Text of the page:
Russia Backs Venezuela for Security Council Seat

Russia's President Putin presented his Venezuelan counterpart with a departing gift yesterday, as he gave his public backing to President Chavez's campaign for a seat for Venezuela on the United Nations Security Council.

Caracas , Venezuela, Julio 29, 2006—Russia’s President Putin presented his Venezuelan counterpart with a departing gift yesterday, as he gave his public backing to President Chavez’s campaign for a seat for Venezuela on the United Nations Security Council.

The seat will be vacated by Argentina in October and, since two seats are conventionally held by Latin American countries, this one will again be filled by a country from that part of the world. Venezuela and Guatemala are the two contenders fighting for the support needed to win the seat.

During a meeting with President Chávez in the Kremlin Putin said, "We applaud Venezuela’s legitimate aspirations to occupy a seat as a non-permanent member of the United Nations Security Council."

There are ten non-permanent members of the Security Council, each serving two years, with five being replaced each year. By convention normally only Latin American countries would choose their representative by consensus. However, as this time their are two clear contenders, the UN General Assembly, made up of all the world’s nation states, will choose from the two in a secret ballot on a one member, one vote basis.

It is widely believed that a major reason for Chávez’s international tour is to win support for Venezuela’s campaign to overcome US resistance to its membership. The US is a strong and vocal supporter of Guatemala and has been doing a fair bit of arm twisting in order to divert votes in the Central American country’s direction. This has not gone down well everywhere, however.

In typical menacing fashion, US Defense Secretary Donald Rumsfeld announced after a meeting with Chilean Defense Secretary Vivianna Blanlot that he would “not understand it” if Chile voted for Venezuela. Blanlot actually concurred in a public statement but she has since been rebuked by President Bachelet. Bachelet said Chile would not be pressured by the US and that no decision had yet been taken. It is still unclear who has most support.

Three Billion Dollar Arms Deal

As more details emerge over the arms deals Russia and Venezuela have signed, it appears that they will be worth three billion dollars not the one billion originally reported. The deal includes 24 Sukhoi-30 fighter planes and 53 attack helicopters, in defiance of U.S. requests to Russia not to make the deal. A few months ago Venezuela had already agreed to purchase 100,000 kalashnikov automatic rifles.

Chavez said of the deal in Russia, “ Russia has stretched out its hand to us in the face of international pressure, and even an embargo that was to be imposed on us. It gives our soldiers a special spirit of firmness when we hand them Kalashnikov rifles that replace old 1940s guns.”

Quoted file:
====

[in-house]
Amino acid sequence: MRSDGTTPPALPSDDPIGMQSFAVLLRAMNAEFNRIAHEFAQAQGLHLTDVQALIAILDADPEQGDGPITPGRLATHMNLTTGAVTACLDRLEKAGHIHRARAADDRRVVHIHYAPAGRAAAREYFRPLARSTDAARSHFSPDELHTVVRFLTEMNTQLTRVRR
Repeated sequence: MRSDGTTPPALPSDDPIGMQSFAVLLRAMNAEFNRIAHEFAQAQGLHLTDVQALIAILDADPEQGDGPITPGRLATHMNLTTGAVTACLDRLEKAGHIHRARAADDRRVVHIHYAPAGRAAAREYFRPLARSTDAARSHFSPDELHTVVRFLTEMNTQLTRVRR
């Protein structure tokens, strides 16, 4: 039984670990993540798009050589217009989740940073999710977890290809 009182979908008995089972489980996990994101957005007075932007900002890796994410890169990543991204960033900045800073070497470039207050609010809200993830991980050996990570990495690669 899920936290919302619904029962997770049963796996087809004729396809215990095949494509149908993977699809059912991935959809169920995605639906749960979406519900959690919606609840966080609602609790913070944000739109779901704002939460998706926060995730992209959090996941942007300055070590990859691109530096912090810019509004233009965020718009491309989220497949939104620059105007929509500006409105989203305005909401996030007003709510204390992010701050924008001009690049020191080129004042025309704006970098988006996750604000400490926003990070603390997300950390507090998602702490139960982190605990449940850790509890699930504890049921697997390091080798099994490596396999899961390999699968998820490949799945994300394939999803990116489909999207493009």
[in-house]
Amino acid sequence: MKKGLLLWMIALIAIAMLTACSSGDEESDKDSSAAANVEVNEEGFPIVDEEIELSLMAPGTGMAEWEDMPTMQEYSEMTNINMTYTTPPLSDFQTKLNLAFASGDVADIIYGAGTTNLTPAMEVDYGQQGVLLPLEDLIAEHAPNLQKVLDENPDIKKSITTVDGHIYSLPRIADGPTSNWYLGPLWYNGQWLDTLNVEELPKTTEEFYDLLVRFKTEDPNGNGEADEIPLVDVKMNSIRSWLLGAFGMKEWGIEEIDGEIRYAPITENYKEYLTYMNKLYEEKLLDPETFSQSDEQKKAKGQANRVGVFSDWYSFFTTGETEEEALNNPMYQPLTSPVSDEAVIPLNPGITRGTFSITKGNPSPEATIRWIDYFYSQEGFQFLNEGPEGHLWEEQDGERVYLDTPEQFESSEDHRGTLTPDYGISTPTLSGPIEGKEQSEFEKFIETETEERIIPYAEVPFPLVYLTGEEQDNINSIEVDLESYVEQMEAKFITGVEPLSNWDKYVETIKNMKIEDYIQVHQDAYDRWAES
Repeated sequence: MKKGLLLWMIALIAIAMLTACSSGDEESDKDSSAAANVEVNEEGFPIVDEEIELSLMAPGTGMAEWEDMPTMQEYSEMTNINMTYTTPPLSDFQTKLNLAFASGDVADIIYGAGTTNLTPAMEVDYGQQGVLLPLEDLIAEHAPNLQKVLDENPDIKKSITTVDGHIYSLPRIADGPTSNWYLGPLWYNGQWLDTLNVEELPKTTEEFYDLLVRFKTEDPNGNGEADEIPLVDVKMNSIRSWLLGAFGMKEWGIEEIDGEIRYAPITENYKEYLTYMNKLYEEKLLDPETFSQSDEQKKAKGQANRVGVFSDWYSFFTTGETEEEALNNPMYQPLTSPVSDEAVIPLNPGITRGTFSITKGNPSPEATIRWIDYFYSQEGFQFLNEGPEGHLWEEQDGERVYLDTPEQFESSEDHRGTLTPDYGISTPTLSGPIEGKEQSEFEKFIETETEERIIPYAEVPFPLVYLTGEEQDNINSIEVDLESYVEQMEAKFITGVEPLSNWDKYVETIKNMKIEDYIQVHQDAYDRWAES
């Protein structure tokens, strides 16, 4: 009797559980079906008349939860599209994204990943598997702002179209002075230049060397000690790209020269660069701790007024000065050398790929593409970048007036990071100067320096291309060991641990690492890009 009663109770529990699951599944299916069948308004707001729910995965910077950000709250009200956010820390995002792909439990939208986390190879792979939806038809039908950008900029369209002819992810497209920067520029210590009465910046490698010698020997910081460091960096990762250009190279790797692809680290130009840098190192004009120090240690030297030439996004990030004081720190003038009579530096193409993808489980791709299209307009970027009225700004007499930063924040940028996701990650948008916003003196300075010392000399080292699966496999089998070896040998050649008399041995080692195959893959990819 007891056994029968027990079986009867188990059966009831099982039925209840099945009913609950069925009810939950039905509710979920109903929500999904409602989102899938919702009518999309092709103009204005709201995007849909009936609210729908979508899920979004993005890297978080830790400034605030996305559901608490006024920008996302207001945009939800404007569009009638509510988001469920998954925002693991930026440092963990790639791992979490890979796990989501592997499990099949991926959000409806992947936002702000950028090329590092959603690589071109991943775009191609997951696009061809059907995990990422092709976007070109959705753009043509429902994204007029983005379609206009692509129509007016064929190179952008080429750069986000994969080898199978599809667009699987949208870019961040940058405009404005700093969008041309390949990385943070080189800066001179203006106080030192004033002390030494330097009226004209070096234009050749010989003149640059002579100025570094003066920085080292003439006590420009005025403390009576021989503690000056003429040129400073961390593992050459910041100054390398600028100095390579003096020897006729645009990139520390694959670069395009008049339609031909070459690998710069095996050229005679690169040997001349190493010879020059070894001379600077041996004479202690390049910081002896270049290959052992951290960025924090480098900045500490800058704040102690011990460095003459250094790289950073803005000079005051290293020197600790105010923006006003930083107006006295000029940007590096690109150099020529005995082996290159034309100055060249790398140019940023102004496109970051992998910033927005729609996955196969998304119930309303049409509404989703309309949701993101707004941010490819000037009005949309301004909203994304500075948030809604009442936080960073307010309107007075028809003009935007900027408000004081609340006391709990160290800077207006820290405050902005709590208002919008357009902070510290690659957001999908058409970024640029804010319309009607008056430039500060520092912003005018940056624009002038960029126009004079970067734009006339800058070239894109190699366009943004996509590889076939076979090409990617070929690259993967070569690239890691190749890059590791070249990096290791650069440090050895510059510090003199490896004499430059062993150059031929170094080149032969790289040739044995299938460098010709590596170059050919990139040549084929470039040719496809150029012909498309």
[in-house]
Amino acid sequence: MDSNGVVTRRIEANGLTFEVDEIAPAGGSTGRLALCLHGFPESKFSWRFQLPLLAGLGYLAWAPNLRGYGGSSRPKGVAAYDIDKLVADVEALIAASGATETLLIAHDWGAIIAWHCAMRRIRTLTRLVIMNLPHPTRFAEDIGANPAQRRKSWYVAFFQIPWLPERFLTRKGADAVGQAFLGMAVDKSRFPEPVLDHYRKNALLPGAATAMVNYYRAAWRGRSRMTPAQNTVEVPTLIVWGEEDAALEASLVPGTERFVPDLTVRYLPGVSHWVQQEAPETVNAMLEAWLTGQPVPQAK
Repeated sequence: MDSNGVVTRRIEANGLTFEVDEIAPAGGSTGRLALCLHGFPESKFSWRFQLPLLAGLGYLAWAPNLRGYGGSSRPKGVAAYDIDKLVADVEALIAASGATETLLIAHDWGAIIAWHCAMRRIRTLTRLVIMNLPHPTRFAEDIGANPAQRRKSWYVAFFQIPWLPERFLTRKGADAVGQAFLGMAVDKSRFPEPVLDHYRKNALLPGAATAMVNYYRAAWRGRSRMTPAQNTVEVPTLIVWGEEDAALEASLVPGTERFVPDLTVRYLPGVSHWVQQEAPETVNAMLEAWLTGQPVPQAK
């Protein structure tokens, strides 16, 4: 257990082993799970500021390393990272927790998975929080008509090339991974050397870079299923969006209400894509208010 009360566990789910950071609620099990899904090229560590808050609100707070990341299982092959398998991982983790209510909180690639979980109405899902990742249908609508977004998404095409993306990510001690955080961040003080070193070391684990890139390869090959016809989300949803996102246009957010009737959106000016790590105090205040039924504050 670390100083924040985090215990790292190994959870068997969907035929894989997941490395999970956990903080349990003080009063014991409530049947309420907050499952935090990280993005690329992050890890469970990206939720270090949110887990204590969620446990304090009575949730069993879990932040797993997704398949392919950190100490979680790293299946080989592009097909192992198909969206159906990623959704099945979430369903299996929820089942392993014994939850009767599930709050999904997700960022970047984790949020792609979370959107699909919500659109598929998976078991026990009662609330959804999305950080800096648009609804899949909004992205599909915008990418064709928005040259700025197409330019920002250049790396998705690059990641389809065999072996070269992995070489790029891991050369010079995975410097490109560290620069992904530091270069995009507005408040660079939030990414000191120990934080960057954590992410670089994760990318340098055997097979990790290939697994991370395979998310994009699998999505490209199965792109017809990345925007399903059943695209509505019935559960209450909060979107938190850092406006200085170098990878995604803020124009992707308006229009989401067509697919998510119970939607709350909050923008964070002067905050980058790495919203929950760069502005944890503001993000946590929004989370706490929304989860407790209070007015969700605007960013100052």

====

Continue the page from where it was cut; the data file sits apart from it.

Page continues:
Russia ’s President Putin, seeking to calm U.S. supposed concerns, said the new Venezuelan weapons are “ not directed against other states.”

Other deals that Venezuela signed with Russia include one with Gazprom, Russia’s largest gas producing company, which will not only play a part in the Gasoducto del Sur, but also plans to partner with Venezuela in the development of Venezuela’s gas sector. Technicians from both countries will spend the next twelve months working out a production and development plan for the next fifty years.

Additionally, a study is to be undertaken on the viability of a new Aluminum plant opening in Venezuela. If approved, the Russian firm SUAL would, in partnership with CVG, a Venezuelan state owned company, process Aluminum and manufacture high-value added products for export. Aluminum is processed from the mineral Bauxite Ore, of which Venezuela has plenty.

Chávez explained the strategic reason for welcoming Russian foreign investment diversity. He bemoaned Venezuela’s long standing reliance on solely US investment, saying, “The idea is to diversify technology, the market, and investment,” adding that Venezuela had no intention of breaking economic ties with the US.

Diversity of products for international trade, especially high value products, mean a much more stable economy, less vulnerable to the whims of international oil prices. And diversity of investment means more competition among investors which means a better deal for Venezuela. It also means a single country has less of a grip on Venezuela’s economy, using threats of withdrawal as leverage to squeeze out maximum capital.

Chávez has often said his project is long term. He spelled out his vision for Venezuelan-Russian co-operation at the end of his trip, saying, "Every process has its phases. Five years ago Russia was not present in Venezuela at all. In the energy sector, nothing. Now, Lukoil has an office in Venezuela. We have Gazprom, and its technicians are already studying a project to build a gas pipeline from Venezuela to Argentina. Lukoil works in two areas. One is the rehabilitation of old fields. The second: oil production in the Orinoco basin. A system is already in place and production will start at the beginning of 2007."

William Brownfield, US Ambassador to Venezuela, expressed concern over the Venezuela’s Russian military hardware agreements. He said that Venezuela had a responsibility to the “International Community” to carry out arms negotiations with clarity and transparency, something he suggested it wasn’t doing in the recent agreements with Russia.